Speaking of politics I am going to wedge in another one of my 2009 reports from Germany as part of the RIAS-Berlin German American Journalist Exchange. This one concerns the magnetically-levitated train (MagLev) studied for implementation between Las Vegas and Los Angeles since the early 80s, using technology developed in northwestern Germany. If successful, it would likely have had a dramatic effect on the I-15 corridor through the Mojave desert, reducing congestion, fuel consumption and greenhouse gas emissions. At one point in 2001 it seemed probably that a demonstration project from Las Vegas to Primm would receive federal funding. However, when this 2009 report aired, Senator Harry Reid--previously a maglev enthusiast--had thrown all of his support behind DesertXpress (later rebranded XpressWest), a steel-on-steel high-speed train from Las Vegas to Victorville. That project was recently denied the federal loan it needed to move forward. There are currently no active prospects for interstate passenger rail service in Southern Nevada.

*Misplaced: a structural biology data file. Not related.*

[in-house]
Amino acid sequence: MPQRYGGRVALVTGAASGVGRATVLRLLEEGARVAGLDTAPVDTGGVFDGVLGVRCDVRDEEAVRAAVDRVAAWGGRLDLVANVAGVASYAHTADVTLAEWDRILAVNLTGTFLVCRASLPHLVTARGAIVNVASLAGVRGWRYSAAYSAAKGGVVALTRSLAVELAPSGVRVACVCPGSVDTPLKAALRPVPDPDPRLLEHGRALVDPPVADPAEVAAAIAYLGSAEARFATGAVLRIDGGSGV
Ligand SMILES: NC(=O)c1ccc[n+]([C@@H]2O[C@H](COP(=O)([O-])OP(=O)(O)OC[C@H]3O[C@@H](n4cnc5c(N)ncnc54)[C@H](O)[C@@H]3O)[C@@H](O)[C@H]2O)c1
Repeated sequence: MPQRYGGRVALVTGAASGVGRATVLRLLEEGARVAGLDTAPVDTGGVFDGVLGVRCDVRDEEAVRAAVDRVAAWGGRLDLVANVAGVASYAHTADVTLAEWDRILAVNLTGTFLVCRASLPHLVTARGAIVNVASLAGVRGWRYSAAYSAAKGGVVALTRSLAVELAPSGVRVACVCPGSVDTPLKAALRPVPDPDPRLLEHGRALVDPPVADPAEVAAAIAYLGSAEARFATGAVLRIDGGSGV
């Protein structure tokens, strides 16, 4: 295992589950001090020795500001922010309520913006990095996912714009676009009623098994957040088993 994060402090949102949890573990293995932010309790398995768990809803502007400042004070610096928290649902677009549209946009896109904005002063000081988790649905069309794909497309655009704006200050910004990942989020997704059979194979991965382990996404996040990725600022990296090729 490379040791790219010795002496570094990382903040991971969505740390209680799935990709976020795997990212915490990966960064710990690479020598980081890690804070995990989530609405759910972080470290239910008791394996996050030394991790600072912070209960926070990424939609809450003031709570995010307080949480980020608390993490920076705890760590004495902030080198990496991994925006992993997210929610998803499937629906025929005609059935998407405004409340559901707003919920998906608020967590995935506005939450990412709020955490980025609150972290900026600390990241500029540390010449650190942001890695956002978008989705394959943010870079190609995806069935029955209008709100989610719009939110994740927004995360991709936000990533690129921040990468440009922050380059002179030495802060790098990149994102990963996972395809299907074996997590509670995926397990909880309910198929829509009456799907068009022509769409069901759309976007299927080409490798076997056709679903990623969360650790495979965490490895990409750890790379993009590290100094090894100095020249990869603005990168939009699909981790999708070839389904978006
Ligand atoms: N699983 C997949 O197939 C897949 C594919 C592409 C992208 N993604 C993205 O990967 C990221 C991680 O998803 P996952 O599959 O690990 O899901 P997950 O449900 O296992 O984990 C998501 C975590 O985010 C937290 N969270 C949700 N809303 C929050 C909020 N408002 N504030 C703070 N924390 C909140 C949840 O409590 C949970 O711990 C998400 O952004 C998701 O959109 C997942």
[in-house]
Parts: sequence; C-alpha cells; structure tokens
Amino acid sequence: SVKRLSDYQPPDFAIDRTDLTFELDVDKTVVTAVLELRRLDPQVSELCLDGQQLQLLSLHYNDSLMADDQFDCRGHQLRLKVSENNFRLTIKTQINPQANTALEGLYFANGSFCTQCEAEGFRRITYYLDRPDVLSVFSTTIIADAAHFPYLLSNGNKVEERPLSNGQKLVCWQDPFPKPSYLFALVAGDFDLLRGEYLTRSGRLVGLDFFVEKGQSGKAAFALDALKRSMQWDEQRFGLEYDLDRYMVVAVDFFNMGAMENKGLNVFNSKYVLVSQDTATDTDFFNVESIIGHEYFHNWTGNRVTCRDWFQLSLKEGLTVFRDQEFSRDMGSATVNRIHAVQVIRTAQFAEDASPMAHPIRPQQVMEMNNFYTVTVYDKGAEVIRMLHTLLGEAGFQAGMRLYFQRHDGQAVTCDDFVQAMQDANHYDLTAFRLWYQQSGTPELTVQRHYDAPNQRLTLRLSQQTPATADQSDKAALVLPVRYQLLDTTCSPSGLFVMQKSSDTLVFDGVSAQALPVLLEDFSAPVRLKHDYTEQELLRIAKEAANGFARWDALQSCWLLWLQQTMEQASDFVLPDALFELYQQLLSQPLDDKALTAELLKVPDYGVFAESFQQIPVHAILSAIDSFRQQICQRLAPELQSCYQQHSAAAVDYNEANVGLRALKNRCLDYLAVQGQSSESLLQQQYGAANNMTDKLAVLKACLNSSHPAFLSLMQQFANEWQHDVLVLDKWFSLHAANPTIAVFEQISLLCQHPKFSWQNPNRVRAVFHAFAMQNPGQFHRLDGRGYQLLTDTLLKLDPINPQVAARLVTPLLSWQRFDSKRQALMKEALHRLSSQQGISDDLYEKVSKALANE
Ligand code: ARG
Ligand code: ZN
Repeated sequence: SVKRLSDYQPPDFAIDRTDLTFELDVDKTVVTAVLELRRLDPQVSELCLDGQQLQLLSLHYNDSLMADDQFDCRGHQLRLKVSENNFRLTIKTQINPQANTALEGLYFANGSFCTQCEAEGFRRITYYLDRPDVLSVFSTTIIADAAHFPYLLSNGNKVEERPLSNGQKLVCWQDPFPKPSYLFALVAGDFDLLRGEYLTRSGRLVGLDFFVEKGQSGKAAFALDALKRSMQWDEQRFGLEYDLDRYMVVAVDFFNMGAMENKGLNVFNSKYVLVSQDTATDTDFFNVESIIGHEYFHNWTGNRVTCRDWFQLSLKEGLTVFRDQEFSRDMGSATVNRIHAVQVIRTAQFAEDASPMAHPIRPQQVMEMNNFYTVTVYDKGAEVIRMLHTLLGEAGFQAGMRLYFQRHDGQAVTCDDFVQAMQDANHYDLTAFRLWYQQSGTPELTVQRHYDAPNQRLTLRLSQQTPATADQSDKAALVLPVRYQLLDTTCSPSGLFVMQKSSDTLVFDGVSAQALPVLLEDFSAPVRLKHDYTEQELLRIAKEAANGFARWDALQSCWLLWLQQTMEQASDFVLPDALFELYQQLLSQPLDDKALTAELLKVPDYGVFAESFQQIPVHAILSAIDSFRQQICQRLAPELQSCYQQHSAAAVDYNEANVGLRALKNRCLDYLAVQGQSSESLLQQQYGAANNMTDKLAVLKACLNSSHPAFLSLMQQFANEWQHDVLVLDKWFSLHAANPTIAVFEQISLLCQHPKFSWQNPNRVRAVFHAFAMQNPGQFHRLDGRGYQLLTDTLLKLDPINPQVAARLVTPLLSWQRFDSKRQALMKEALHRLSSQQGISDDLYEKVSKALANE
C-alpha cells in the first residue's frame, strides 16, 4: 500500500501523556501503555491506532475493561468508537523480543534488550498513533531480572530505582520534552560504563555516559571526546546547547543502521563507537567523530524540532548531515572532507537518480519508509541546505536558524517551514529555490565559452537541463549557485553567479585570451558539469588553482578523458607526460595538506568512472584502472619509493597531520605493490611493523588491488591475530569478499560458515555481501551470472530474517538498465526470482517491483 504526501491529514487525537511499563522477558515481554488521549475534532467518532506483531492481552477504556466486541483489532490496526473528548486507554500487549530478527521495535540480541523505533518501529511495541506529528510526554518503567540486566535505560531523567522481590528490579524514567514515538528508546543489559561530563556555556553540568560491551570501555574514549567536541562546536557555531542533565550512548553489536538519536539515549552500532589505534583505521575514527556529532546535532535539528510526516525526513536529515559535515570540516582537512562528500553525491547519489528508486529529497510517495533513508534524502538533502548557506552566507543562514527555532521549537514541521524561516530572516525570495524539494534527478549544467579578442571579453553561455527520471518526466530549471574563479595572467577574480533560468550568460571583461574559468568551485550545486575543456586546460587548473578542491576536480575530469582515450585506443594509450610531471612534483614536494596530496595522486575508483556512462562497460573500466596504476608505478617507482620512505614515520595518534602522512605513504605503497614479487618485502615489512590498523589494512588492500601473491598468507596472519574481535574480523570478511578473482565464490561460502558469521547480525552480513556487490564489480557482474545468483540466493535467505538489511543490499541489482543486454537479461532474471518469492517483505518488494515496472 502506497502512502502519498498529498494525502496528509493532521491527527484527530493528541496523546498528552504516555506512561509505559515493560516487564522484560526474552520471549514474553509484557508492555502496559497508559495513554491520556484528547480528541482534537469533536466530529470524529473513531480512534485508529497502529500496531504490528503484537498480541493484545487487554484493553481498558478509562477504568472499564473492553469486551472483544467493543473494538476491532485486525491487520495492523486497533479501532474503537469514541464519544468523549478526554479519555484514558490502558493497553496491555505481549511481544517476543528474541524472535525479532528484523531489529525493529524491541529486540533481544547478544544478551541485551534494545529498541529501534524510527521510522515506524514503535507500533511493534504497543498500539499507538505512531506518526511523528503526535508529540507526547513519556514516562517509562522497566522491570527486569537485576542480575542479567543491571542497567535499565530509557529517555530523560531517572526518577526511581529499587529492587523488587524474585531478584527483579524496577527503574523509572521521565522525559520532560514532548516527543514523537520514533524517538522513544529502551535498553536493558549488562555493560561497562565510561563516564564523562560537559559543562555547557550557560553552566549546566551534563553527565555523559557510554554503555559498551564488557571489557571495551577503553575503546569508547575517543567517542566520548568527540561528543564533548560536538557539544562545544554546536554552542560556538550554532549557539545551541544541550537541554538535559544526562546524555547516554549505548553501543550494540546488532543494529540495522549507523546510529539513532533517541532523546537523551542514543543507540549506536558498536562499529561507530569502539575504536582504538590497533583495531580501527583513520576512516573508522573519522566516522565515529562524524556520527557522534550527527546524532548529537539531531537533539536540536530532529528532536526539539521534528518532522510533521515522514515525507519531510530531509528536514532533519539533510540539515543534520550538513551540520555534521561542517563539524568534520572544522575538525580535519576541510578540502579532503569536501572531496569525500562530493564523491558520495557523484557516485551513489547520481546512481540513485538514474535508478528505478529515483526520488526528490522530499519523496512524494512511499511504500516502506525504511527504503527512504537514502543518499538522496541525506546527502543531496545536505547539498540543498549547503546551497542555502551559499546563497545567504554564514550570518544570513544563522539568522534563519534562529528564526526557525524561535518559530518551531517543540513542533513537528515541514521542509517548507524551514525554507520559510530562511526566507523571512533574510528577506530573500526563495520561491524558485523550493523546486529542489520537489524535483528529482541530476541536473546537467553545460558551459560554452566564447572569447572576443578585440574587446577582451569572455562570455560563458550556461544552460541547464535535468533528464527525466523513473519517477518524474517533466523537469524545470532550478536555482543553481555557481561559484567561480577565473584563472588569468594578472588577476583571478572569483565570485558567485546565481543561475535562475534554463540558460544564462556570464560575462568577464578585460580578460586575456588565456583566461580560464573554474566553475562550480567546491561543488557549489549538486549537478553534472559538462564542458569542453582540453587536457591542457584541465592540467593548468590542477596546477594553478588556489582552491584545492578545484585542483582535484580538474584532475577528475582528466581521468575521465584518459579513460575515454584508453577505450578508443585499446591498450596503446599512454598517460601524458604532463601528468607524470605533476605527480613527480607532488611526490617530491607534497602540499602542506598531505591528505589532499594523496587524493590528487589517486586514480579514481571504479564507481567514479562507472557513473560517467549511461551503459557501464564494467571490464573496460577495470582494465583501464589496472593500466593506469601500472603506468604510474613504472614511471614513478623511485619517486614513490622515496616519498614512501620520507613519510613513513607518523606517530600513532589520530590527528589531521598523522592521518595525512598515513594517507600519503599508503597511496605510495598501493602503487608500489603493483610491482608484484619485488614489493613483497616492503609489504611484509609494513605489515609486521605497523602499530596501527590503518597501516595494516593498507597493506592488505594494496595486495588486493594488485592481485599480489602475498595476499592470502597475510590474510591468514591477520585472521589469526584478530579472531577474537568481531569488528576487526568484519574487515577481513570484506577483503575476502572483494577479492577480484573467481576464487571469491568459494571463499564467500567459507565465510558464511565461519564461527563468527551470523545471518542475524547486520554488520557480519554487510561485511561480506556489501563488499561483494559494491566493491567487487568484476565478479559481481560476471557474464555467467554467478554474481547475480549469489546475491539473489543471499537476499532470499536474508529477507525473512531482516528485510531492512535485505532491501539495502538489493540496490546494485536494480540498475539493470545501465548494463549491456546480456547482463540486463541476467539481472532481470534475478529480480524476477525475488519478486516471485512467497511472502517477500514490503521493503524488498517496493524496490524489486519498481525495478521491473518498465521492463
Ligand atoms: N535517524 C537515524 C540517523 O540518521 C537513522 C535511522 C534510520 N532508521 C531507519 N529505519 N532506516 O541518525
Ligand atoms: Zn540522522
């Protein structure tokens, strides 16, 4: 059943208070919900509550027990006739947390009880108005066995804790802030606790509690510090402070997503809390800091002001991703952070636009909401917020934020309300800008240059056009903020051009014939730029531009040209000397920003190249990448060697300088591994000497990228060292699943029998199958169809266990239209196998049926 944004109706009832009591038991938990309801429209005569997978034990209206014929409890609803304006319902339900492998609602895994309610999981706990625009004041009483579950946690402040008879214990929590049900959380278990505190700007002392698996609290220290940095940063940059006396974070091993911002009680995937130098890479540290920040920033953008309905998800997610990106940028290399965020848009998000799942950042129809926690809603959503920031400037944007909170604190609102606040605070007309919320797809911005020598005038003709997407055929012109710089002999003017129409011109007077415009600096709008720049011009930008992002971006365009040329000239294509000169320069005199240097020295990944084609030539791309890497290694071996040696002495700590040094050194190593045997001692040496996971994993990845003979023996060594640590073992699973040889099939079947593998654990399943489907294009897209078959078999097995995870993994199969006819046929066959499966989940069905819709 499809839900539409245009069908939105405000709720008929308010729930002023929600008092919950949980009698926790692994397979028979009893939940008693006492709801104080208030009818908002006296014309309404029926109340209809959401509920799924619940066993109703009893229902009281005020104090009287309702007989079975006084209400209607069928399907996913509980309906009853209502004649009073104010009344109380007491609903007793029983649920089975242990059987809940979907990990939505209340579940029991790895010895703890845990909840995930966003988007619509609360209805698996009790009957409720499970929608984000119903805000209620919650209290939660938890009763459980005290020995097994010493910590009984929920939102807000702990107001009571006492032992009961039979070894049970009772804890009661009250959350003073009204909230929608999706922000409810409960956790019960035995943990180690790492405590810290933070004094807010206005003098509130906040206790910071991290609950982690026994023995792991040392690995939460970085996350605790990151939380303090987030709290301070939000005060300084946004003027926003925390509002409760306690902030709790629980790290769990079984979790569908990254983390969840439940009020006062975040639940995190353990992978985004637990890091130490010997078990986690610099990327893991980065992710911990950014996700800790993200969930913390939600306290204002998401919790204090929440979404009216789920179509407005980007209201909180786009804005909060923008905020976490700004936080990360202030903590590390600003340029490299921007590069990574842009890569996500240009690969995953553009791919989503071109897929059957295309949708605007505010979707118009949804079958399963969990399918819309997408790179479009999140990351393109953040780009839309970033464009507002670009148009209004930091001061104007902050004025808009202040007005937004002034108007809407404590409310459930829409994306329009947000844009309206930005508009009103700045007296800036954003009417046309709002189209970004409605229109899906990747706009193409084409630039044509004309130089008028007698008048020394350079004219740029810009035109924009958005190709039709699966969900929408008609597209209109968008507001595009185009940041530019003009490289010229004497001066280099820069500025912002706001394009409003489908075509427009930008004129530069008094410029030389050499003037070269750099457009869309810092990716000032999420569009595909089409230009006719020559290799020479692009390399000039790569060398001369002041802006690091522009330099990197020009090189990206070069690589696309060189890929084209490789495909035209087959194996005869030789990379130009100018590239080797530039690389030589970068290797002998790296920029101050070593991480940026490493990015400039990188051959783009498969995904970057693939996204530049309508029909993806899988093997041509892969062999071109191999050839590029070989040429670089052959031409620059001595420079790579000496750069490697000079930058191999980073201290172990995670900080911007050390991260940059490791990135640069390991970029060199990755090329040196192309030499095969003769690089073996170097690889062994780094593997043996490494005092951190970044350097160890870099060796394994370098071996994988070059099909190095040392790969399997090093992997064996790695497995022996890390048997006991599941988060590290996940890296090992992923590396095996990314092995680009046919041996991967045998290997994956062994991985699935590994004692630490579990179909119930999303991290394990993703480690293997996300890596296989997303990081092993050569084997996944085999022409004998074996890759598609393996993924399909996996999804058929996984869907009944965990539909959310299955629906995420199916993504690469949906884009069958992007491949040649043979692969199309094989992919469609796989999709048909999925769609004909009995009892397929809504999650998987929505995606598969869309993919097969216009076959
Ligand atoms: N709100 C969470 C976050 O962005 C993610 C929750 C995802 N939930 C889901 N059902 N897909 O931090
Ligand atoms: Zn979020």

Back to Berlin in December of 2013. We had about a half hour to kill after the US Embassy before a scheduled lunch meeting at the famous Theodor Tucher restaurant across the square. So many of us walked around Pariser Platz in the chilly weather, snapping pictures and enjoying the moment. The area directly in front of the Brandenburg Gate (on the east side) has definitely gotten more of a "Fremont Street Experience" feel than I remember from my last visit in 2009. In addition to all the tourists milling about, there are many people in costume--some themed with the location, some not--who will gladly be photographed with you for a nominal tip. I joined a couple of others in our group in approaching an ersatz East German border guard at a card table. For a "bribe" in his tip cup, he would stamp your Passport and allow passage. I tossed in a couple of Euros and offered my Passport, to which he applied five different stamps (all on one page) including Checkpoint Charlie, Brandenburg Gate and the former DDR.